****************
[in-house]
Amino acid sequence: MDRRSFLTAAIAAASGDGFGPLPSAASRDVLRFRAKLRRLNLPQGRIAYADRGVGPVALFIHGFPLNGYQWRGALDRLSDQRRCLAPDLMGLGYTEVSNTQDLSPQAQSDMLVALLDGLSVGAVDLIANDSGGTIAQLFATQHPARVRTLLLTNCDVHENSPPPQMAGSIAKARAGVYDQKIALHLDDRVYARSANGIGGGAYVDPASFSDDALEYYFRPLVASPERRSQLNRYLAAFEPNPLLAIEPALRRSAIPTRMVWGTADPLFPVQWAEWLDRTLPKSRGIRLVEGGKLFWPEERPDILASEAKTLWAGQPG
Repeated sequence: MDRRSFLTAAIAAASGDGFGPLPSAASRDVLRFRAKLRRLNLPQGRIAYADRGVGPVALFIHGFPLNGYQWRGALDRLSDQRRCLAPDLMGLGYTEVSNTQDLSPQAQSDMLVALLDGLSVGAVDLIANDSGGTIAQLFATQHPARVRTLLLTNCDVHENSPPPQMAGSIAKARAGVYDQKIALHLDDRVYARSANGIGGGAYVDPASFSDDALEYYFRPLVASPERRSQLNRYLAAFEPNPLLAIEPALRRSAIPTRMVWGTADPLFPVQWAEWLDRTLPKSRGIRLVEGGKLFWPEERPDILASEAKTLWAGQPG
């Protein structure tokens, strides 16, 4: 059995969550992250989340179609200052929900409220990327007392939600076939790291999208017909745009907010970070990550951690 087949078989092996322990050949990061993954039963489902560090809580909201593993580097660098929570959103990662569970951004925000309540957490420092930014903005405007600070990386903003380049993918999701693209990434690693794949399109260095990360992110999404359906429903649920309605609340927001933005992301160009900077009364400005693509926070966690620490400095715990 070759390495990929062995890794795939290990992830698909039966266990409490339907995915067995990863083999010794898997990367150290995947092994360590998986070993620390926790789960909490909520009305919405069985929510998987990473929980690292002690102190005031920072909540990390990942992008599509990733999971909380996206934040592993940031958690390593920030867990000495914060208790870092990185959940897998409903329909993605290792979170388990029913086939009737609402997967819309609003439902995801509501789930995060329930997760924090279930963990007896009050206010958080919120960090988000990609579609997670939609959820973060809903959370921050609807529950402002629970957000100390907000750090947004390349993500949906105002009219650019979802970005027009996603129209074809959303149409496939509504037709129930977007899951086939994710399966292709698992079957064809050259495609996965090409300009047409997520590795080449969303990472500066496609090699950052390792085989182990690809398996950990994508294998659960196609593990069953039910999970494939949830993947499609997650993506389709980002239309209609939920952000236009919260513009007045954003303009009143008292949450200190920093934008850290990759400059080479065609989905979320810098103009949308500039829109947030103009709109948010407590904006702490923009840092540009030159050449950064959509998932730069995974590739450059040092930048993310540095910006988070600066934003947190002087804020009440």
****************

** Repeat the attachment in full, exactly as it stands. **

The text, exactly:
[in-house]
Amino acid sequence: MDRRSFLTAAIAAASGDGFGPLPSAASRDVLRFRAKLRRLNLPQGRIAYADRGVGPVALFIHGFPLNGYQWRGALDRLSDQRRCLAPDLMGLGYTEVSNTQDLSPQAQSDMLVALLDGLSVGAVDLIANDSGGTIAQLFATQHPARVRTLLLTNCDVHENSPPPQMAGSIAKARAGVYDQKIALHLDDRVYARSANGIGGGAYVDPASFSDDALEYYFRPLVASPERRSQLNRYLAAFEPNPLLAIEPALRRSAIPTRMVWGTADPLFPVQWAEWLDRTLPKSRGIRLVEGGKLFWPEERPDILASEAKTLWAGQPG
Repeated sequence: MDRRSFLTAAIAAASGDGFGPLPSAASRDVLRFRAKLRRLNLPQGRIAYADRGVGPVALFIHGFPLNGYQWRGALDRLSDQRRCLAPDLMGLGYTEVSNTQDLSPQAQSDMLVALLDGLSVGAVDLIANDSGGTIAQLFATQHPARVRTLLLTNCDVHENSPPPQMAGSIAKARAGVYDQKIALHLDDRVYARSANGIGGGAYVDPASFSDDALEYYFRPLVASPERRSQLNRYLAAFEPNPLLAIEPALRRSAIPTRMVWGTADPLFPVQWAEWLDRTLPKSRGIRLVEGGKLFWPEERPDILASEAKTLWAGQPG
């Protein structure tokens, strides 16, 4: 059995969550992250989340179609200052929900409220990327007392939600076939790291999208017909745009907010970070990550951690 087949078989092996322990050949990061993954039963489902560090809580909201593993580097660098929570959103990662569970951004925000309540957490420092930014903005405007600070990386903003380049993918999701693209990434690693794949399109260095990360992110999404359906429903649920309605609340927001933005992301160009900077009364400005693509926070966690620490400095715990 070759390495990929062995890794795939290990992830698909039966266990409490339907995915067995990863083999010794898997990367150290995947092994360590998986070993620390926790789960909490909520009305919405069985929510998987990473929980690292002690102190005031920072909540990390990942992008599509990733999971909380996206934040592993940031958690390593920030867990000495914060208790870092990185959940897998409903329909993605290792979170388990029913086939009737609402997967819309609003439902995801509501789930995060329930997760924090279930963990007896009050206010958080919120960090988000990609579609997670939609959820973060809903959370921050609807529950402002629970957000100390907000750090947004390349993500949906105002009219650019979802970005027009996603129209074809959303149409496939509504037709129930977007899951086939994710399966292709698992079957064809050259495609996965090409300009047409997520590795080449969303990472500066496609090699950052390792085989182990690809398996950990994508294998659960196609593990069953039910999970494939949830993947499609997650993506389709980002239309209609939920952000236009919260513009007045954003303009009143008292949450200190920093934008850290990759400059080479065609989905979320810098103009949308500039829109947030103009709109948010407590904006702490923009840092540009030159050449950064959509998932730069995974590739450059040092930048993310540095910006988070600066934003947190002087804020009440």